Vietnamese Propaganda Art, All You Need To Know

As you travel around Vietnam you will see these large posters on the intersections and street corners which depict some kind of theme about life in Vietnam. These posters are known as propaganda art poster.

Propaganda posters first started in the Soviet Union and then spread to other socialist countries like Vietnam. For many years, the posters have been an important part of the Vietnamese art scene. You can still see the propaganda art posters around Vietnam.

Propaganda Posters Hanoi, Vietnam
Propaganda Posters Hanoi, Vietnam. This poster was first completed in 1979. I shows Ho Chi Minh holding a baby. The white ares is a dove to symbolize peace.

The Start Of the Propaganda Poster

In the former Soviet Union, the Marxist-Leninist ideology started to use propaganda art posters. These posters first appeared in the early 1990s. ,

The propaganda art posters were used to depict and show the Red Army’s many triumphs in the Soviet Union. The designs and colors were chosen to be bold with simple designs so that even the illeterate could understand the meaning of the posters.

Vladimir Lenin the  Russian revolutionary, politician, and political theorist said this about using art:

“The art of any propagandist and agitator consists in his ability to find the best means of influencing any given audience by presenting a definite truth, in such a way as to make it most convincing, most easy to digest, most graphic, and most strongly impressive.”

Vladimir lenin

Propaganda Posters Hanoi, Vietnam
Propaganda Posters Hanoi, Vietnam. These posters show some workers with Ho Chi Minh.

Propaganda Posters in Vietnam

Many believe that the propaganda art posters started in Vietnam during the Vietnam War years (1955-1975). But propaganda posters were known to exist in the 1940s when the French still ruled Vietnam. The propaganda art posters would have been used by Ho Chi Minh and the Viet Cong to promote their cause and not by the French Government.

Ho Chi Minh or Uncle Ho as he is lovingly called by the Vietnamese understood the power of art in educating and telling a story. After the French left Vietnam in 1954, the dominant art style of Vietnam was the propaganda art that followed the Leninist approach to art. The Leninist thought believed that:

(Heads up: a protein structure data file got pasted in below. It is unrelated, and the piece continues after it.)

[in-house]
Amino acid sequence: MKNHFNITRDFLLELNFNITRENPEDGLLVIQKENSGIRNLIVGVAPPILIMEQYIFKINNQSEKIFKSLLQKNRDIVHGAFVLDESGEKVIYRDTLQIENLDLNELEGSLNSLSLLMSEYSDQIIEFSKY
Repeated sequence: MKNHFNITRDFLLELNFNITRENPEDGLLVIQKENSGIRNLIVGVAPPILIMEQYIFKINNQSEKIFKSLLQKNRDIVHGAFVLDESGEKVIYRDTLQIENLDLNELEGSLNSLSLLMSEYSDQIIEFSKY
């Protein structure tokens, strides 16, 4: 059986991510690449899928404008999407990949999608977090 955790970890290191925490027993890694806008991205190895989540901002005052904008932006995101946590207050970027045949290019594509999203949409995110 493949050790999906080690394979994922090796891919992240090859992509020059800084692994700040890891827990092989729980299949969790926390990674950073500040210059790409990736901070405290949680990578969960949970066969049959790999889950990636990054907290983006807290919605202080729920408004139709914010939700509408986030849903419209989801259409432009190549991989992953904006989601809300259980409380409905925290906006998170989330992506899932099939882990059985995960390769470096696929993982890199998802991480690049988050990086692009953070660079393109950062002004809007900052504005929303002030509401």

“..art is not art unless it is propaganda.”

Leninist thought

Ho Chi Minh and the famous Vietnamese General Vo Nguyen Giap both understood the power of art to communicate their ideas. They used art and in particular the propaganda art posters to convey their message to the Vietnamese people. This is how the very simple, yet brightly colored art became such an important part of Vietnamese culture and life.

Propaganda Art During the War Years (1955-1975)

As the war in Vietnam raged for twenty years between 1955 to 1975, the propaganda posters became a very important nationwide rallying call to arms. The posters helped boost a sense of nationalism and Vietnamese pride.

Many of the propaganda artists would trek through the dense Vietnamese jungles with their comrades-in-arms essentially hardened front line soldiers. These same artists were not soldiers but students or volunteers, yet they lived under the constant threat of the American bombers, being capture or killed. This was not an ideal environment for any kind of artist.

Yet despite this hardship the propaganda artists continued to produce a huge amount of important propaganda artwork. For these artists it was a way for them to defy the enemy and show their nationalist pride and determination. That is why in their art during this time frame is a sense of optimism, peace, and hope for their country.

Propaganda Art In Vietnam Today

Today as you travel to Vietnam you will see propaganda art all over Vietnam. The propaganda art is on large size posters on major intersections, street corners, or traffic circles. In some of the Vietnamese countryside areas, you may see very large billboard size propaganda posters.

I have lived and worked in Vietnam for many years. I have to admit until I decided to write this blog about the propaganda art posters I passed by these posters frequently but did not pay much attention to them. They are very much a part of the Vietnamese culture and life, so if they disappeared I would miss seeing them.

Propaganda Posters Hanoi, Vietnam
Propaganda posters on a major intersection in Hanoi, Vietnam

About Vietnamese Propaganda Art

The Vietnamese propaganda art is as varied as the artists that produced it. In the war years, there were many students and volunteers who were involved in the production of the art. Because of this the art in this period is as varied as the artists who produced it.

Here is some general information about Vietnamese propaganda art:
  • School of Fine Arts, Hanoi – Many of the propaganda artists attended the School of Fine Arts in Hanoi. This is still one best art schools in Vietnam.